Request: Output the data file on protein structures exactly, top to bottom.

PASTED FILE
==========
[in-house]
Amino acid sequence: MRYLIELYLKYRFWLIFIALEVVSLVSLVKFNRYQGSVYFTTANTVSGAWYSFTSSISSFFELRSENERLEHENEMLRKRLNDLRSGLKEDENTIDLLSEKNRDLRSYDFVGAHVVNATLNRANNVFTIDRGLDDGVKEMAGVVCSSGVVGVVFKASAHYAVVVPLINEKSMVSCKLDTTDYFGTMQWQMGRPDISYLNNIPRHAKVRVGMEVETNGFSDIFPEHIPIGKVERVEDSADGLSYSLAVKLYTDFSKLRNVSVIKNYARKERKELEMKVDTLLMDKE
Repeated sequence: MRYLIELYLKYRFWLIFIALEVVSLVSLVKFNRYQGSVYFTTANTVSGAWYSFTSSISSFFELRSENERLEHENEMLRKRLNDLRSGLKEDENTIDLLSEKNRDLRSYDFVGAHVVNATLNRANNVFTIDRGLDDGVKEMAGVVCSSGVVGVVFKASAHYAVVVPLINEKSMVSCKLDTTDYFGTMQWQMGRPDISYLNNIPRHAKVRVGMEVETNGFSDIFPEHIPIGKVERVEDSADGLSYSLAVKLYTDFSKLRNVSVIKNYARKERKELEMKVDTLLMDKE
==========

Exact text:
[in-house]
Amino acid sequence: MRYLIELYLKYRFWLIFIALEVVSLVSLVKFNRYQGSVYFTTANTVSGAWYSFTSSISSFFELRSENERLEHENEMLRKRLNDLRSGLKEDENTIDLLSEKNRDLRSYDFVGAHVVNATLNRANNVFTIDRGLDDGVKEMAGVVCSSGVVGVVFKASAHYAVVVPLINEKSMVSCKLDTTDYFGTMQWQMGRPDISYLNNIPRHAKVRVGMEVETNGFSDIFPEHIPIGKVERVEDSADGLSYSLAVKLYTDFSKLRNVSVIKNYARKERKELEMKVDTLLMDKE
Repeated sequence: MRYLIELYLKYRFWLIFIALEVVSLVSLVKFNRYQGSVYFTTANTVSGAWYSFTSSISSFFELRSENERLEHENEMLRKRLNDLRSGLKEDENTIDLLSEKNRDLRSYDFVGAHVVNATLNRANNVFTIDRGLDDGVKEMAGVVCSSGVVGVVFKASAHYAVVVPLINEKSMVSCKLDTTDYFGTMQWQMGRPDISYLNNIPRHAKVRVGMEVETNGFSDIFPEHIPIGKVERVEDSADGLSYSLAVKLYTDFSKLRNVSVIKNYARKERKELEMKVDTLLMDKE